Croatian Winemakers Ivan and Marko Batistić Zure: Our New Vineyard is a Rebellion Against Karst

By , 06 Nov 2016, 11:19 AM Croatian Wine Producers

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The new vineyard will in 2017 produce between 15 and 17 thousand litres of Grk, which is half the total production of Grk made by eight winemakers in Lumbarda

With over 12 years in tae-kwon-do, and two more training Thai boxing, one would expect to meet a dangerous man whose looks kill, but in fact - Ivan Batistić Zure walks his two dogs on the meliorated karst of the Korčula Defora. They are tame animals, retriever Luna is 6 years old and the Pyrenees mountain dog Thor is two and lovingly called “our 70 kilo bear.”

“Such impressions of athletes in martial arts are completely wrong! Never, truly never have I outside the sports hall had even the slightest skirmish in which I would be forced to apply my abilities. And as a rule, true athletes who train for their pleasure won’t be part of an incident that could get them suspended. Just the contrary, many years of training tae kwon do and Thai boxing I have found my inner peace and discipline without which I couldn’t imagine myself in the vineyard. In the summertime the vineyard is too hot after 8 am, you have to get up much earlier and be among the vines at 5 am and work until it gets hot, while spending the previous night until midnight in the restaurant serving guests,” explained Ivan Batistić Zure, who with his brother Marko is taking part in a radical enlargement of their vineyards with the first and currently only melioration of karst on Korčula.

Ivan and Marko entered the world of sport as young kids training in the local Korčula club, but they advanced quickly and the only logical step in their ascent was to move to Split.

“During high school I had to travel once weekly to Split, while my brother did so only in 8th grade, as he later enrolled in the Agricultural School in Kaštela. So, after school on Friday, off to Split and back after training on Sunday. With national team training, I could only dream of beach time and night life, it was a theoretical thought. Marko was third in Europe and I also made some good results at home and abroad,” recalls Ivan.

Parallel with sports activities of Ivan and Marko, their father Bartul began developing a wine story to go with several apartments for rent and a restaurant, to make a family agro tourism.

“Father would have never begun expanding vineyards if my brother and I hadn’t decided on it. We had old vineyards scattered in the Lumbarda sand and we bottled around 3.000-4.000 bottles of Grk and Plavac and sold them through the restaurant. Father wanted to secure a better future for us and the idea of a new vineyard as born. He hired a professor from the Agronomics Faculty Bernard Kozina and emphasised himself that it takes a mad man to do this!”

Thanks to Bartul’s “madness,” the new vineyards on 10 hectares of meliorated karst are now pushing the unknown winemakers to the forefront of the public eye. Numbers tell all, calculating that the new vineyard will in 2017 produce between 15 and 17 thousand litres of Grk, which is half the total production of Grk made by eight winemakers in Lumbarda.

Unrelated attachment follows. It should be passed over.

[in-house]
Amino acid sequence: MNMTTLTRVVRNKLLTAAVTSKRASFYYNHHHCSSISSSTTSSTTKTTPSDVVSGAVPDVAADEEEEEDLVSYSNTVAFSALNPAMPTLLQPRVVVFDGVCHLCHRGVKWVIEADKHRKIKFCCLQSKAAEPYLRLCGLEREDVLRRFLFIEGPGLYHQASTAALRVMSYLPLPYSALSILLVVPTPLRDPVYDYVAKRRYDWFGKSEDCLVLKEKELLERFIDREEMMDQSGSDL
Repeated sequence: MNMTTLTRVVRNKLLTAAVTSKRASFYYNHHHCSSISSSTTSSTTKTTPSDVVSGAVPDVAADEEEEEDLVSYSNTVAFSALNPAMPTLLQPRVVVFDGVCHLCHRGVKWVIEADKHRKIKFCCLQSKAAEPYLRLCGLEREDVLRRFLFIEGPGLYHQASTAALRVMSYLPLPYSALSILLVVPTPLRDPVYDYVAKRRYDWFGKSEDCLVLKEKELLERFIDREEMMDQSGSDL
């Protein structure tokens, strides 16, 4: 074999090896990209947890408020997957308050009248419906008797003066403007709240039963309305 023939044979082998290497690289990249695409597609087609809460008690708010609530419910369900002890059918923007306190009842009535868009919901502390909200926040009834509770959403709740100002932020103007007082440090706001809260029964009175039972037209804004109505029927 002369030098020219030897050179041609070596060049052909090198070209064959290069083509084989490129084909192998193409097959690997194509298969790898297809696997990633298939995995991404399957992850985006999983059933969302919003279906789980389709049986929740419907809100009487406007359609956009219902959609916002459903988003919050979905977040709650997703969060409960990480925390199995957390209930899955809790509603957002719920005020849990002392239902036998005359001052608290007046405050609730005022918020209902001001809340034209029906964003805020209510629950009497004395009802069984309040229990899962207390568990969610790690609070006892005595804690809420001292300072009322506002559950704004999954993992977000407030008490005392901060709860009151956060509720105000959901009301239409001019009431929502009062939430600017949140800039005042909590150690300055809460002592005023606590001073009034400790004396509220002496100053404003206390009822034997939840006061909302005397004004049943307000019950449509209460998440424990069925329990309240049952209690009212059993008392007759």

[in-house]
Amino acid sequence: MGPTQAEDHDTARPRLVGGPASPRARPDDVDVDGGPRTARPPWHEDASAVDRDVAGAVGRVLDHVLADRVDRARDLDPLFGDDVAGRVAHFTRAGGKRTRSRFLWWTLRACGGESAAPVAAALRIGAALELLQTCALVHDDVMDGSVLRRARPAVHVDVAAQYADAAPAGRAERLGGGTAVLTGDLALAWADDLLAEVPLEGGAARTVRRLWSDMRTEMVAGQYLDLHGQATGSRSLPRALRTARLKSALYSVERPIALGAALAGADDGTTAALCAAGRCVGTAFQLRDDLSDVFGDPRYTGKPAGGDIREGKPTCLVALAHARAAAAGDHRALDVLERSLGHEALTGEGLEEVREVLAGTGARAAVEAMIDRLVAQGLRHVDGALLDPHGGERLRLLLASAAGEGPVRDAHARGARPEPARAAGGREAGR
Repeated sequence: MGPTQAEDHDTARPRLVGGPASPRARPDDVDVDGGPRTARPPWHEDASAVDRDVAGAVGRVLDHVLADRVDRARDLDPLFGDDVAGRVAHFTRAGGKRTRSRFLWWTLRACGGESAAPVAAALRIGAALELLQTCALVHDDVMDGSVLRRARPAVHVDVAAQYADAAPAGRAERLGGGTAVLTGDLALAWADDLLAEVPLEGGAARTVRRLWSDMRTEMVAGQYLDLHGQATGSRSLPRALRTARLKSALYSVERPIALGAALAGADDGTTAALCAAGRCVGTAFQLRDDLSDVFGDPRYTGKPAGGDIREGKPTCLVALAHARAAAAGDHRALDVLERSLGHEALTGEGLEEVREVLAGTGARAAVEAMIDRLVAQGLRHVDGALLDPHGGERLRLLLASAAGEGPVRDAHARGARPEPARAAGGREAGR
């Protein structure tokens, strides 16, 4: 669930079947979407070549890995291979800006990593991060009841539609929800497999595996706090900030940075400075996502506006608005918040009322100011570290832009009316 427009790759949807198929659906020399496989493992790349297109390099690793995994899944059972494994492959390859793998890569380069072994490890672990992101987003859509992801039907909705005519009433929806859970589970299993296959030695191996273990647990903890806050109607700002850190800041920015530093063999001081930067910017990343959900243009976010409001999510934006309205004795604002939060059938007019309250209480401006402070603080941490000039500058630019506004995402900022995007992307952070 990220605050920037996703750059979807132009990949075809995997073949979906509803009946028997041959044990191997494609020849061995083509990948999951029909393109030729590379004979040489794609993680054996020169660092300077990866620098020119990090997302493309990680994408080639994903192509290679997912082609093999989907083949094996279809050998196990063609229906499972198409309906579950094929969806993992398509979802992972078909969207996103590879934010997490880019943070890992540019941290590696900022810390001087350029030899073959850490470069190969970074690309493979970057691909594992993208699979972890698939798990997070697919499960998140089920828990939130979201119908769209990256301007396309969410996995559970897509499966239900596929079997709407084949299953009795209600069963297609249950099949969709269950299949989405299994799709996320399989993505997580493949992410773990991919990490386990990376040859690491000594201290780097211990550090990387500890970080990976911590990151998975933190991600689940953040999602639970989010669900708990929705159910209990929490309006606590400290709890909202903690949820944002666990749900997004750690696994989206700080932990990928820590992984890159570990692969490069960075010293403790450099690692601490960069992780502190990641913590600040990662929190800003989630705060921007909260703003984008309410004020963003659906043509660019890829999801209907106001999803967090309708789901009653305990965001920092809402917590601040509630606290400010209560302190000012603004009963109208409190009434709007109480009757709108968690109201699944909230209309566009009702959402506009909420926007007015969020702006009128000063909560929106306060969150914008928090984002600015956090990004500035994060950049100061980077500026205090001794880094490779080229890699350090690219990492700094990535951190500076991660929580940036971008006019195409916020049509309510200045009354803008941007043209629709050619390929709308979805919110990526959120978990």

“To be precise, with the new vineyard we’ve become the largest small grape producers on Korčula, as some other winemakers buy a lot and hence produce more wine. We don’t buy a kilogram of grapes, what we get from the vineyard, we turn into wine. But, the day will come when we will be the largest producers of wine on the island! We meliorated 10 hectares, using 3 hectares for 500 olive trees and 200 different fruit trees, the rest with 33.000 vines. Most of it is Grk and considering Grk needs a pollinator, we’ve added Cabernet Sauvignon, Merlot, Pošip, Plavac Mali, Syrah and Alicante Bouschet. Speaking of this, Grk should be a female, as it needs a pollinator...”

Already with the title of the first wine made from the new vineyard grapes, the Batistić Zure family announced a radical stride in occupying the premier position on all of the island. A coupage of five varieties - Cabernet Sauvignon, Merlot, Syrah, Alicante Bouschet and Plavac Mali - they’ve named Rebellion.
“When these five varieties are joined, they offer resistance to the stone and karst and the very conditions in the vineyard, and they are somewhat extreme, so they are stronger together. Rebellion to the karst! There is no anger here, or God forgive, politics.”

Ivan is nearing his MA degree at the Agronomics Faculty in Zagreb, while his brother completed the study of winemaking in Poreč. Just like before, when driving with their parents to practice in the 250 kilometre distant Split, nothing got in the way of sports training, and such is the feeling with the flood of ideas for the new vineyard. Next year they will market the first ever sparkling wine from the Grk variety. They were so pleased with the results they decided to increase the production by several hundred bottles.